FEDERAL Rule of Civil Procedure 34 has permitted discovery of electronic information since 1970, but the volume of electronic documents has grown exponentially during the Internet revolution in which we live. (1) Today, the vast majority of documents exist in the form of emails, word processing documents, or spreadheets, and one estimate indicates that ninety-five percent of all documents are now created electronically. (2) In 2004, an estimated thirty billion emails were sent daily, and in 2006, the number is expected to double. Because digitally-stored data takes up significantly less space than paper, over seventy percent of electronic information is currently stored on laptops, cell phones, voice mail servers, personal digital assistants (PDAs), and backup tapes rather than in document warehouses.
Computerized data is discoverable if it is relevant. (3) Discovery of electronic documents is a relatively simple matter when the information requested is readily accessible. However, discovery becomes problematic when electronic information is no longer available by merely recalling it, but requires special programming tools or experts to extract it from its stored location into a useable format. The cost of identifying, gathering, reviewing for privilege, and producing electronic documents is high. For example, in one case, the cost of recovering data was estimated at $9.75 million. (4) These astronomical expenses stem from the sheer magnitude and redundancy of data on backup tapes. (5)
Prior to the dominance of today's computer age, cost sharing in discovery was not a very dynamic topic. Several cases had addressed the issue, creating a solid body of common law from which to draw guidelines. Now, however, technology has created new paradigms for discovery, and it is redefining modern litigation strategies and tactics. The scope of electronically recorded information is considerably broader than most people recognize. (6) This process is evolving rapidly as new technologies, their use, misuse, and abuse give rise to new causes of action and remedies. Because of the potential costs associated with many electronic discovery requests, cost-shifting is one of the most hotly contested issues in electronic discovery.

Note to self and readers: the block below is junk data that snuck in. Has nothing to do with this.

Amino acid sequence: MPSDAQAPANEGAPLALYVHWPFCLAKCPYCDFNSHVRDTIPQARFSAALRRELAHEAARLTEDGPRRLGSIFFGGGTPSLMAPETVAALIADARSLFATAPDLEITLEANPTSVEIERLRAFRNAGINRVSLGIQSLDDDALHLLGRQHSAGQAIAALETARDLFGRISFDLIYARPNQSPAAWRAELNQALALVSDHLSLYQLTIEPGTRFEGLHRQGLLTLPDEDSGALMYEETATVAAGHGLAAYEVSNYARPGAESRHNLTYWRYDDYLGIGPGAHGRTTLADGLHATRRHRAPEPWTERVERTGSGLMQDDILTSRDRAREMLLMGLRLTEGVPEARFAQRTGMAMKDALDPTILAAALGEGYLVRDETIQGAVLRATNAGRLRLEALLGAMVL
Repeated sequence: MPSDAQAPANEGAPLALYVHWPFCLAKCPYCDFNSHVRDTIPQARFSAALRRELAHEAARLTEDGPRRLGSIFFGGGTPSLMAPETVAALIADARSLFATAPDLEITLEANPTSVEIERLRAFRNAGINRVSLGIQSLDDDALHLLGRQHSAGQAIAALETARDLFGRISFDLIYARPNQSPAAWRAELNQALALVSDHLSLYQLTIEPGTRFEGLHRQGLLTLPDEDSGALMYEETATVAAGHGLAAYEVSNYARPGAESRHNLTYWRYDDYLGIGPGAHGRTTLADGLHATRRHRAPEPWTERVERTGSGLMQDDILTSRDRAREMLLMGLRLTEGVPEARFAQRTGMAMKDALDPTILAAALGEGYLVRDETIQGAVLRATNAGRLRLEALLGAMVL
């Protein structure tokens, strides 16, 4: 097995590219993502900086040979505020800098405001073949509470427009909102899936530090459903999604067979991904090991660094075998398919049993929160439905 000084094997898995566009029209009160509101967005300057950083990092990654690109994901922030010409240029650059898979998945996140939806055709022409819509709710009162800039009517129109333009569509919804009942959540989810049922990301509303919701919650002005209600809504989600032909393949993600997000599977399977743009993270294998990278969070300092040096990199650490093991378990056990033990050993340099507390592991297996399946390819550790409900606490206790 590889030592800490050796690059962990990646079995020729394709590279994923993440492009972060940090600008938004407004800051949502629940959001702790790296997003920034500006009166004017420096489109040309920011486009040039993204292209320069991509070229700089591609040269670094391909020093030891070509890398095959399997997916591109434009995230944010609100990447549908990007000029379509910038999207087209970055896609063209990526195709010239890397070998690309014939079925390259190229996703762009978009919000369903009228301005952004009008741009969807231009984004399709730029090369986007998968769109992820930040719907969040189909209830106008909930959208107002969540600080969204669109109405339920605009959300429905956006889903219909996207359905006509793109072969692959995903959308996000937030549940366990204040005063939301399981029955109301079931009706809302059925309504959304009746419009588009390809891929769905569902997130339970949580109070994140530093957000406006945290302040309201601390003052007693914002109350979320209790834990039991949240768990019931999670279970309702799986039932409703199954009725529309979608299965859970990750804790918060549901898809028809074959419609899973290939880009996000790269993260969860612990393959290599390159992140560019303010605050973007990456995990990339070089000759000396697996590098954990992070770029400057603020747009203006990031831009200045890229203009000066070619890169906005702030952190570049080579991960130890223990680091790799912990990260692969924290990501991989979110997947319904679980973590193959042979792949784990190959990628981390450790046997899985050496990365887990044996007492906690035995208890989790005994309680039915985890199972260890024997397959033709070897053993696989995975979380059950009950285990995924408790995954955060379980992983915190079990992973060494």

The issue regarding who pays for electronic discovery is unsettled, inconsistent, and highly case-specific. (7) Several judicial approaches have been applied to decide whether the cost of production is shifted to the requesting party. The law of electronic discovery is beginning to emerge, but most issues are so unexplored that judges must still develops the majority of the law in this area. (8) Electronic discovery technology is developing faster than the law of electronic discovery, and it is likely that electronic discovery issues presented to courts will outpace prior judicial decisions. Although the endpoint of the process is unknown, recent court decisions provide some guidance on electronic discovery planning.
This article examines the legal framework that has been used historically to allocate discovery costs and recent cases that address the issue of electronic discovery. The article also compares and summarizes significant judicial holdings and factors analyzed in the courts' cost-shifting analysis and concludes with an overview of emerging trends and best practices in discovery planning.
I. Principles of Discovery
Under the federal discovery rules, the general presumption requires the responding party to bear the expense of complying with discovery requests. The responding party may invoke the district court's discretion to grant orders protecting the responding party upon a showing of "oppression" or "undue burden or expense." The court may then shift all or part of the cost to the requesting party. (9) On the other hand, the responding party cannot attempt to hide a needle in a haystack by mingling responsive documents within numerous non-responsive documents. …